# History of probability

Probability |
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Probability deals with random experiments with a known distribution, Statistics deals with inference from the data about the unknown distribution.

## Etymology

*Probable* and *probability* and their cognates in other modern languages derive from medieval learned Latin *probabilis*, deriving from Cicero and generally applied to an opinion to mean *plausible* or *generally approved*.^{[1]} The form *probability* is from Old French *probabilite* (14 c.) and directly from Latin *probabilitatem* (nominative *probabilitas*) "credibility, probability," from *probabilis* (see probable).
The mathematical sense of the term is from 1718. In the 18th century, the term *chance* was also used in the mathematical sense of "probability" (and probability theory was called *Doctrine of Chances*). This word is ultimately from Latin *cadentia*, i.e. "a fall, case". The English adjective *likely* is of Germanic origin, most likely from Old Norse *likligr* (Old English had *geliclic* with the same sense), originally meaning "having the appearance of being strong or able" "having the similar appearance or qualities", with a meaning of "probably" recorded mid-15 c. The derived noun *likelihood* had a meaning of "similarity, resemblance" but took on a meaning of "probability" from the mid 15th century. The meaning "something likely to be true" is from 1570s.

## Origins

Ancient and medieval

^{[2]}

In Renaissance times, betting was discussed in terms of odds such as "ten to one" and maritime insurance premiums were estimated based on intuitive risks, but there was no theory on how to calculate such odds or premiums.^{[3]}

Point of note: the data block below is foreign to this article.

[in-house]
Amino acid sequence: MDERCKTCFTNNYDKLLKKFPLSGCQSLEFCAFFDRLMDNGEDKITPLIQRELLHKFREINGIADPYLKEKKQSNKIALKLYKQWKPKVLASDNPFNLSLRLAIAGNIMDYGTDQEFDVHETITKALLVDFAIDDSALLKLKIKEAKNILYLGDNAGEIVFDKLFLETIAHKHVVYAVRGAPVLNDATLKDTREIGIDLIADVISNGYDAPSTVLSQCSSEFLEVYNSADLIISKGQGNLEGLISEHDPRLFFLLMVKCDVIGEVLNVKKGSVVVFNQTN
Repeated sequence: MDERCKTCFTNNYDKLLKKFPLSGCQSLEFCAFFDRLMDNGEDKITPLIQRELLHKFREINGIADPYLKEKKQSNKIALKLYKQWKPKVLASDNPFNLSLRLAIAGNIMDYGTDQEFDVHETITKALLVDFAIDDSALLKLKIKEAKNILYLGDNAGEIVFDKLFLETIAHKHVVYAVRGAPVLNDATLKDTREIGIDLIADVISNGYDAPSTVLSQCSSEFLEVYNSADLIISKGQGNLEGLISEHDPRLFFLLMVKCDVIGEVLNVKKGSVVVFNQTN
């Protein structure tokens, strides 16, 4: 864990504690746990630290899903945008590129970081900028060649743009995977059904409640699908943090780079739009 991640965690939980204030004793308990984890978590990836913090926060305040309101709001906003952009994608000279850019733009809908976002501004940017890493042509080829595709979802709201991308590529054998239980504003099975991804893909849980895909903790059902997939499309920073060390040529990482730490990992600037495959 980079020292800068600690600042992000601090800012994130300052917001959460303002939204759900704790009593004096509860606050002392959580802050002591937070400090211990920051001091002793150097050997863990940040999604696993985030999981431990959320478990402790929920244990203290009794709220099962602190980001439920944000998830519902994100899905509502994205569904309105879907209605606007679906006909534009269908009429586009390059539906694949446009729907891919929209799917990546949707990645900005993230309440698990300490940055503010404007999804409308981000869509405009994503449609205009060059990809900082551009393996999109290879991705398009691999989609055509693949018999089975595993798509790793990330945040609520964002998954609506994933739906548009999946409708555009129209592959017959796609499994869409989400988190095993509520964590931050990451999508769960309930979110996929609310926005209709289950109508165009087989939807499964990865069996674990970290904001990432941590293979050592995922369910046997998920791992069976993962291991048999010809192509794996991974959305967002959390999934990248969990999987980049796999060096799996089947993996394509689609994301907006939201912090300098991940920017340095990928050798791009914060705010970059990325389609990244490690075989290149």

The mathematical methods of probability arose in the investigations first of Gerolamo Cardano in the 1560s (not published until 100 years later), and then in the correspondence Pierre de Fermat and Blaise Pascal (1654) on such questions as the fair division of the stake in an interrupted game of chance. Christiaan Huygens (1657) gave a comprehensive treatment of the subject.^{[4]}^{[5]}

In ancient times there were games played using astragali, or talus bone.^{[6]} The pottery of ancient Greece provides evidence to show that the astragali were tossed into a circle drawn on the floor, much like playing marbles. In Egypt, excavators of tombs found a game they called "Hounds and Jackals", which closely resembles the modern game snakes and ladders. According to Pausanias,^{[7]} Palamedes invented dice during the Trojan wars, although their true origin is uncertain. The first dice game mentioned in literature of the Christian era was called hazard. Played with two or three dice, it was probably brought to Europe by the knights returning from the Crusades. Dante Alighieri (1265–1321) mentions this game. A commenter of Dante puts further thought into this game: the thought was that with three dice, the lowest number you can get is three, an ace for every die. Achieving a four can be done with three dice by having a two on one die and aces on the other two dice.^{[8]}